“We believe that remedying this problem will not be easy or simple. It will require a coalition of stakeholders, including governments, the private sector, and civil society to reign in what is now a “wild west” of unmitigated abuse.”

I hope that what Facebook and WhatsApp are trying to do with this case is get this discussion moving. I intensely dislike facebook, but if they’re going to provide the legal funding to birth this long needed discussion, then good on ’em.

Anders October 31, 2019 6:14 AM

Again i see heavy post delete action here.

So why i’m even bothering to contribute?

@Bruce, care to explain?

NSO Pegasus user guide


Ergo Sum October 31, 2019 6:25 AM

Couple of questions…

Once Pegasus malware gets on the smartphone, is there a way detecting its existence?


SS7 and SIM is the exploit path.

If that’s the case…

Isn’t that similar to the Intel Management Engine (ME) in most of the computers?

The more I read about “computer-within-a-computer”, the more it reminds me to my mainframe days. At least on the mainframe, it had a shorter name, LPAR…

Ergo Sum October 31, 2019 6:47 AM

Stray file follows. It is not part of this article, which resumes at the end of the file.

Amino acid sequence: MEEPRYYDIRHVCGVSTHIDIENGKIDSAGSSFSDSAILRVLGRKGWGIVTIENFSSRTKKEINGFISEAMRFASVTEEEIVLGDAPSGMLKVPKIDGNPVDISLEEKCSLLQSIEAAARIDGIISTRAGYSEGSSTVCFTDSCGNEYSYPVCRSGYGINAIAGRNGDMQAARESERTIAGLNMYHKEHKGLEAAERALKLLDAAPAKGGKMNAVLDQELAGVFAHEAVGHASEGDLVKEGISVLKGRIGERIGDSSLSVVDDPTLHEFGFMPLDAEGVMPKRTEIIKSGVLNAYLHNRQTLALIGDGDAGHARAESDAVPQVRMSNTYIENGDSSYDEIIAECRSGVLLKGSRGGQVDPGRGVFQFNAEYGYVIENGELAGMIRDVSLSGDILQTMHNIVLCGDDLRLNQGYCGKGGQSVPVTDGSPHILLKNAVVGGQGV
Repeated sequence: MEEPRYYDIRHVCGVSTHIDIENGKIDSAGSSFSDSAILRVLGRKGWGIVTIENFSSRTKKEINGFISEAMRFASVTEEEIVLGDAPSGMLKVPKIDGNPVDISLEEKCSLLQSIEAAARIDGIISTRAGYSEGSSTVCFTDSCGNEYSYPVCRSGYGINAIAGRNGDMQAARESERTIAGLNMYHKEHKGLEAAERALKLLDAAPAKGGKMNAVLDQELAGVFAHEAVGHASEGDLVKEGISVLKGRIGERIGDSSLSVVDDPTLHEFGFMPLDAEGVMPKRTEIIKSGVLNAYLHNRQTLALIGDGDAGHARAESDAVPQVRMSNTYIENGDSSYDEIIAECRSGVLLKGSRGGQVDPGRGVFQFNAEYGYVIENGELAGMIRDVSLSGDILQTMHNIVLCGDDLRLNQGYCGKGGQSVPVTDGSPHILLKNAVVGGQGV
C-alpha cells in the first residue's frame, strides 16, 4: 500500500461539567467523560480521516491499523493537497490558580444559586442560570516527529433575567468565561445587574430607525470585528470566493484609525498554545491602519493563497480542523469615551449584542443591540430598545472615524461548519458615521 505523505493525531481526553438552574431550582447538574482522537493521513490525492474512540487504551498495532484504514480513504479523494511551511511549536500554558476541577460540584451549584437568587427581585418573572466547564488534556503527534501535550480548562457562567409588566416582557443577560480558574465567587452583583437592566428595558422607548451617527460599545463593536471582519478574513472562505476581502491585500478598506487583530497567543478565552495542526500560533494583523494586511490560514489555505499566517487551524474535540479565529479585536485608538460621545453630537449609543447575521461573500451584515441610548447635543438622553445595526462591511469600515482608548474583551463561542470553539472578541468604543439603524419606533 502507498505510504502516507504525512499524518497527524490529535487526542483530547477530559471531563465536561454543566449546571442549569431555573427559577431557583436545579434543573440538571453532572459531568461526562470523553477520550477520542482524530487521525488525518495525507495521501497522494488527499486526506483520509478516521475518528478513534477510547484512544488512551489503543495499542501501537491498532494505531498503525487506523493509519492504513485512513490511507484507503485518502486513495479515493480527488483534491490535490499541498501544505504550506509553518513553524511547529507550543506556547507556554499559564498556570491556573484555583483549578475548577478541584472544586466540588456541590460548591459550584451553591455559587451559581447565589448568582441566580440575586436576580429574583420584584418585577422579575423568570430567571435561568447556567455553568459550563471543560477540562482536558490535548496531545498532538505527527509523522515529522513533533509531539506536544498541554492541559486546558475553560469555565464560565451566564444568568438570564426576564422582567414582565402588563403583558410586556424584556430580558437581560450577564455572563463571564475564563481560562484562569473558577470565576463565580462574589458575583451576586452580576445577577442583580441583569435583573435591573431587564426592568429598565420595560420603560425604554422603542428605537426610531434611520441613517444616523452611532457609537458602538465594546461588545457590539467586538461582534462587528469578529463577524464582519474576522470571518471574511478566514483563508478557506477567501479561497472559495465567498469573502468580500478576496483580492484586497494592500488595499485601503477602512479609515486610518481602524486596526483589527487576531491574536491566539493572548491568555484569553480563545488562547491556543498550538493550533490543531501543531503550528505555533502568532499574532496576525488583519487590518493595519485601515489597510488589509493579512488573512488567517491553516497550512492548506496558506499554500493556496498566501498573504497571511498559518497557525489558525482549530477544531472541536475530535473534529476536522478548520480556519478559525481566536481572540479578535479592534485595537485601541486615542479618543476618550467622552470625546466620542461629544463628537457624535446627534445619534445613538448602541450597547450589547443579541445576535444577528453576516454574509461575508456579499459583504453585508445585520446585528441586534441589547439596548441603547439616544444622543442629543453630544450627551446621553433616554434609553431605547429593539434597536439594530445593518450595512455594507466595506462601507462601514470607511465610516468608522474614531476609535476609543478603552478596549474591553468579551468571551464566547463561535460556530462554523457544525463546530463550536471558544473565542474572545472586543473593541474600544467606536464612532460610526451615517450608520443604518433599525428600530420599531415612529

This quote, from your linked NSO Pegasus user guide, pretty much answers one of my questions:

“SIM replacement: Frequent replacement of SIM cards to avoid any kind of interception”

This is a clear indication of the attack vector and how to protect against it.

At least for a novice, like me…

me October 31, 2019 7:04 AM

This article is somehow connected to this recent one:
Former FBI General Counsel Jim Baker Chooses Encryption Over Backdoors

Whatsapp decided that having the cpability to read all users messages was too powerful and dangerous capability to have, thus they encrypted the conversations.
I think that no one should have the capability to read every message of every user world wide. not a criminal, not a company not the government. absolute power corrupt absolutly.

From the article linked by Schneier:

I work … NSO Group… found and used vulnerabilities in WhatsApp to provide sophisticated tools to prevent the next 9/11.

this is just ridiculous claim with zero evidence supporting it: